Applying for a loan can be an overwhelming experience, especially for first-time loan applicants and beginning or young farmers. The ambiguity of the process can be intimidating and you may not know where to begin - until now!
GreenStone and the Michigan Good Food Fund teamed up to provide an informational webinar series to guide farmers through the process of applying for a loan. During the webinar series, Loan Preparation For New and Beginning Farmers, GreenStone shared an overview of what to expect when applying for a loan as a beginning farmer, the importance of having up-to-date accounting, and the resources our Young, Beginning and Small Farmer program provides to support the next generation of agriculture.
Jennifer Whitford, VP of Lending, and Chad Zagar, VP & Managing Director of Tax & Accounting, discussed what you can expect during the loan application process and tips for beginning farmers. Watch the full webinar recording or check out these five lender-approved tips to prepare you for your first loan!
1. Stay organized. Whether or not you’re in need of a loan, when it comes to operating any business, it’s vital to have updated and reliable recordkeeping. Staying organized year-round allows you to make better decisions for your farm, and when it is time to apply, makes the loan prep work much simpler.
2. Separate farm from home. Regardless of your operation’s size or location, combining your farm and personal finances will eventually lead to unnecessary confusion and stress- especially during tax time. Even if your farm is located on your primary residence or you’re just starting out, keeping your finances separate will give you a better idea of your operation’s overall performance.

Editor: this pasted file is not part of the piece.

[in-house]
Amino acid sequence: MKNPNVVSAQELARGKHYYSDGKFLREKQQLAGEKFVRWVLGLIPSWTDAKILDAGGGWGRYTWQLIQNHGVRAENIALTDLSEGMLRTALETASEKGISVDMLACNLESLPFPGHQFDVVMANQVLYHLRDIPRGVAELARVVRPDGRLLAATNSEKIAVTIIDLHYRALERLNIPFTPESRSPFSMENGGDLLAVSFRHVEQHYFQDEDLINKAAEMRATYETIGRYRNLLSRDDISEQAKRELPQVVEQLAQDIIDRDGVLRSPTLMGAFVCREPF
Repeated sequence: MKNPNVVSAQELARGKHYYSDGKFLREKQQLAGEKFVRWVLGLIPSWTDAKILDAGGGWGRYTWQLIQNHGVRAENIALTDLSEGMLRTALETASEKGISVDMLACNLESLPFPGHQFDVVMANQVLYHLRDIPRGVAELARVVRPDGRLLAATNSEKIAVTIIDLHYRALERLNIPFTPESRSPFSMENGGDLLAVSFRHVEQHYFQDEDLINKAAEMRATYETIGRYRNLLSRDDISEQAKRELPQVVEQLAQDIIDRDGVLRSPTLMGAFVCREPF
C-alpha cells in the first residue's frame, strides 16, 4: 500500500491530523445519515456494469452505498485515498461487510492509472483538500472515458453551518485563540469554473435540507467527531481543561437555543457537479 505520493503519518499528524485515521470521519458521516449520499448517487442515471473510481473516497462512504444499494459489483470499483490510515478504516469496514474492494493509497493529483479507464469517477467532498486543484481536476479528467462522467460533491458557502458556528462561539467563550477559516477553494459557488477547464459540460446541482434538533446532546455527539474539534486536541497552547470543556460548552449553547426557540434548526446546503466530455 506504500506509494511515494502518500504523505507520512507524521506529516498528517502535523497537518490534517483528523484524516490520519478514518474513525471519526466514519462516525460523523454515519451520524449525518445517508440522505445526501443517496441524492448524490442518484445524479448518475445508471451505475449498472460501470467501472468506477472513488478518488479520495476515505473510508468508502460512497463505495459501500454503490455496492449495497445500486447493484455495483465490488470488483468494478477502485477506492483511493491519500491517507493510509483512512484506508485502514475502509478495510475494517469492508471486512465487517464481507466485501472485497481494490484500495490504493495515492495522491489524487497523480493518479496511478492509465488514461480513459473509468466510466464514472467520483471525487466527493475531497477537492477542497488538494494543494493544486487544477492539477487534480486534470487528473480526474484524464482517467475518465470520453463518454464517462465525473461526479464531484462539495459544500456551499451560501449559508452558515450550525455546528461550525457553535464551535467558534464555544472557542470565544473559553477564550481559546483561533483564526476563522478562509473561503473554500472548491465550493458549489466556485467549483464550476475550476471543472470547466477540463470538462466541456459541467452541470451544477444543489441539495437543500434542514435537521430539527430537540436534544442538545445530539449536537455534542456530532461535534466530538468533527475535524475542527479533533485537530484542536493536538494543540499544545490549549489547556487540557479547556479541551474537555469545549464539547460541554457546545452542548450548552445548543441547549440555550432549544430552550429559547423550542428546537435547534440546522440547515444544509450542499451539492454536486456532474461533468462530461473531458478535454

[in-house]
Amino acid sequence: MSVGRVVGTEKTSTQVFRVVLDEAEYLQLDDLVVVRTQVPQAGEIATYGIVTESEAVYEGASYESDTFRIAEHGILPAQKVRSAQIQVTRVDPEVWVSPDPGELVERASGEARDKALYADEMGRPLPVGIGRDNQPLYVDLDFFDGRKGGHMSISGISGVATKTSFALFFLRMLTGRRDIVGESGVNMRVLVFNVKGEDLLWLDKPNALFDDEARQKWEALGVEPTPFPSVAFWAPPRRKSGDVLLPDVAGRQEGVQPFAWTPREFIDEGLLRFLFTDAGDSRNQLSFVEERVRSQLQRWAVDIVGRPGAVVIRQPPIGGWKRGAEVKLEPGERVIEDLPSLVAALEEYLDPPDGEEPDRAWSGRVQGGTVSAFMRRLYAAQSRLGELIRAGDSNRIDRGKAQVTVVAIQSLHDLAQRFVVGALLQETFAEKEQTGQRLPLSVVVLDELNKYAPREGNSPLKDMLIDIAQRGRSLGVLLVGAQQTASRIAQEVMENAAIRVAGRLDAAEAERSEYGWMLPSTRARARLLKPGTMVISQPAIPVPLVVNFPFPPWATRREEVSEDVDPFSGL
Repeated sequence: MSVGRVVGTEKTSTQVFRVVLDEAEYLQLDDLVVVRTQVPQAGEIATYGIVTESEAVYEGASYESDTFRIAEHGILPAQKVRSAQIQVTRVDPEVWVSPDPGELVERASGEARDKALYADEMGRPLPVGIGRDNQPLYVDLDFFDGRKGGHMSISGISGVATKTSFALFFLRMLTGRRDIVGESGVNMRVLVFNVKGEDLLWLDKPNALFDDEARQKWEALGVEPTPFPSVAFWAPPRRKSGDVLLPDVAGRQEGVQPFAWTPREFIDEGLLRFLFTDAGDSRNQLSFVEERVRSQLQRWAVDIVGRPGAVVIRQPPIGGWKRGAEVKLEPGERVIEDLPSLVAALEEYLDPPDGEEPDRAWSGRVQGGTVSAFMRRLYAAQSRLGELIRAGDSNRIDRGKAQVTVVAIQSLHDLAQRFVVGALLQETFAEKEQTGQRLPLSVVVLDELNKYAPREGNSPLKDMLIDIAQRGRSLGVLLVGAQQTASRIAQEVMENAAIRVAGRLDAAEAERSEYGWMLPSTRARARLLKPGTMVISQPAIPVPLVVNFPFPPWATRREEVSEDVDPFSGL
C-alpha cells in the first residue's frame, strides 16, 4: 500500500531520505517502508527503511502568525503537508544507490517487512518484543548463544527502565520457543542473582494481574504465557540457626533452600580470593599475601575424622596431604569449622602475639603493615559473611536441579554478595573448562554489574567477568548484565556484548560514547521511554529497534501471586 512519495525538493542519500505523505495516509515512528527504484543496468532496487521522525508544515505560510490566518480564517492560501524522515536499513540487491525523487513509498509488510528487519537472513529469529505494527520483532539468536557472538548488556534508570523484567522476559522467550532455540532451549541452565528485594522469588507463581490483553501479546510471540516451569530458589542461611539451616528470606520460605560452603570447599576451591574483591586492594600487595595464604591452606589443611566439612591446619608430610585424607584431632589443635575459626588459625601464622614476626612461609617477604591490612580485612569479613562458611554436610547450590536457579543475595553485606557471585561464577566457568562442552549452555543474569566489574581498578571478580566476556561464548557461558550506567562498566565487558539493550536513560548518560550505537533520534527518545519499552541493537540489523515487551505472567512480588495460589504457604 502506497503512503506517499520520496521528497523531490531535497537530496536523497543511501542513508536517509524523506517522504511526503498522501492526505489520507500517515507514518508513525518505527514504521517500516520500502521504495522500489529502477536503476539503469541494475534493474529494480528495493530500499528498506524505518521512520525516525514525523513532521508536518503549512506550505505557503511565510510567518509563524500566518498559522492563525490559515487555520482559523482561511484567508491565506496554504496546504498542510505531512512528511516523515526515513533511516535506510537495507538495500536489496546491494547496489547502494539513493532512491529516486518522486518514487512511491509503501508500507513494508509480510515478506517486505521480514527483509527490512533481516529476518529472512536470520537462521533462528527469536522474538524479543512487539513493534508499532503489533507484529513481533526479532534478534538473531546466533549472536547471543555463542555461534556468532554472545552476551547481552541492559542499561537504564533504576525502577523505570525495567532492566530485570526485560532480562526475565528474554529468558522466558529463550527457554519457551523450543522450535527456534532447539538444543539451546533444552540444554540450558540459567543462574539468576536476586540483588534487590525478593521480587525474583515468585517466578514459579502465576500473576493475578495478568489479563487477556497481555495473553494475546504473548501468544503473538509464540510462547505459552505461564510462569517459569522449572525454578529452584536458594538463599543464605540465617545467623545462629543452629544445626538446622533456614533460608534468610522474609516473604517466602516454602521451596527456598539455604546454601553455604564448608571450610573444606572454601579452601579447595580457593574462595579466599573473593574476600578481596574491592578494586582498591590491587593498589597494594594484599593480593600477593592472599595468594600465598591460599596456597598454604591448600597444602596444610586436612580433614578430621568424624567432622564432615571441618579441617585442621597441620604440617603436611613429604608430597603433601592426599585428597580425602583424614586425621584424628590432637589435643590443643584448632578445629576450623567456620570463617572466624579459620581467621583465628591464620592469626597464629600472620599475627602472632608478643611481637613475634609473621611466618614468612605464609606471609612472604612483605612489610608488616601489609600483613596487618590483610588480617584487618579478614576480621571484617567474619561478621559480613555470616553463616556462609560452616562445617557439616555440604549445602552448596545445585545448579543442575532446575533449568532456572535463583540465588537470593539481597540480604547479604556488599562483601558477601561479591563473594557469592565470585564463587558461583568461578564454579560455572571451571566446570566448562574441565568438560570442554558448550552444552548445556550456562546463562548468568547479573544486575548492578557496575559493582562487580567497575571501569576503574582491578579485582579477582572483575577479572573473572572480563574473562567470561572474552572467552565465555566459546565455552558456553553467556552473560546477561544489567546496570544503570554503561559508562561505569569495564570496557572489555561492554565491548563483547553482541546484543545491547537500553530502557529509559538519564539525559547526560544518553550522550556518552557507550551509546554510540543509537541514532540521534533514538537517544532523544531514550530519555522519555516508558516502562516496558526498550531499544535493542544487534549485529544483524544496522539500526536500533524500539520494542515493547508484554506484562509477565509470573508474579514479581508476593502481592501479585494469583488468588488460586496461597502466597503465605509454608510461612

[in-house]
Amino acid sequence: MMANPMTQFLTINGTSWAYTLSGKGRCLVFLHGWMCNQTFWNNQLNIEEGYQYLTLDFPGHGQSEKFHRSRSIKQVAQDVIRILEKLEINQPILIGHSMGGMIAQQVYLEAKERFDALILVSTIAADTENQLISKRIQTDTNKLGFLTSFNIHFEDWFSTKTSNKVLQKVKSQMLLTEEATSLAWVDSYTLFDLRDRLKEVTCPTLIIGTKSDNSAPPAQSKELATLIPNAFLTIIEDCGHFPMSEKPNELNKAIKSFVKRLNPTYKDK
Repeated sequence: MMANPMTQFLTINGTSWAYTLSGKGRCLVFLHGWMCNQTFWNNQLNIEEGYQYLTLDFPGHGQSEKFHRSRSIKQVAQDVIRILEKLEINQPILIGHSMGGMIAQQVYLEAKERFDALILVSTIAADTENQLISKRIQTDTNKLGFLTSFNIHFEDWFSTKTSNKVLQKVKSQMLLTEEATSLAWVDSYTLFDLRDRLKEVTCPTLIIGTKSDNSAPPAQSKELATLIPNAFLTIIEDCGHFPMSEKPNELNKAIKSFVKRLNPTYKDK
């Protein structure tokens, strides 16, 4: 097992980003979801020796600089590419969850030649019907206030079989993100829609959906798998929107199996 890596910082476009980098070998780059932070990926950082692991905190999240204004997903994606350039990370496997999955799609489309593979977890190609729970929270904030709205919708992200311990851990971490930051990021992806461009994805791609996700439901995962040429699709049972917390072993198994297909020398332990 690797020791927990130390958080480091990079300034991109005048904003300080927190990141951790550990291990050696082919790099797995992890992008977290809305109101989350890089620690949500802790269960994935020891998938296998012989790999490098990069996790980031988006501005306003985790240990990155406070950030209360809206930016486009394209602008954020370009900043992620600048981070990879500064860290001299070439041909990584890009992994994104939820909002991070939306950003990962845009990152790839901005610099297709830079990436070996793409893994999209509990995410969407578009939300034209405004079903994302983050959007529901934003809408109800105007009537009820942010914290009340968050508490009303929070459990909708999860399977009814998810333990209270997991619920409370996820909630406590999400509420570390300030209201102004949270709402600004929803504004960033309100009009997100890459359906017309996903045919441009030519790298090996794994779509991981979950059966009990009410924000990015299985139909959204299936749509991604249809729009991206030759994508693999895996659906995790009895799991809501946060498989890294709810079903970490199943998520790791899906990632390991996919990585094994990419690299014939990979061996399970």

3. Prepare your financials. When applying for any typical loan, you’ll need to provide pay stubs, past W-2s, bank account statements and personal information. The same goes for applying for a farm loan, in addition to having an updated balance sheet or personal financial statement and a business plan. Keep in mind your business plan should have realistic goals that are within reach and reflect your farm’s previous performance or that of similar farms in the area.
4. Communicate with your lender. Once your information is gathered, sit down with your lender to discuss your farm’s goals. Having a strong and open relationship with your lender is crucial to ensure you are both on the same page and that the expectations of your farm align. Your lender is a great resource of information. Having a good relationship with your lender will only benefit you later down the road as your farm grows and your operation becomes more diversified.
5. Be patient. The loan application process doesn’t happen overnight, especially operating and land loans. The closing time for a loan can range from 2-6 weeks and is different for everyone. Have patience and ask your lender directly what you can expect if time is of the essence.
Getting financing for your farm is a detailed process unique to each individual’s scenario with one common factor: a financial services officer working in partnership with you to help find the best solution. Experts like them are a great resource who are ready to answer any questions you have. Using the five tips above and your lender as a guide will make your experience that much smoother.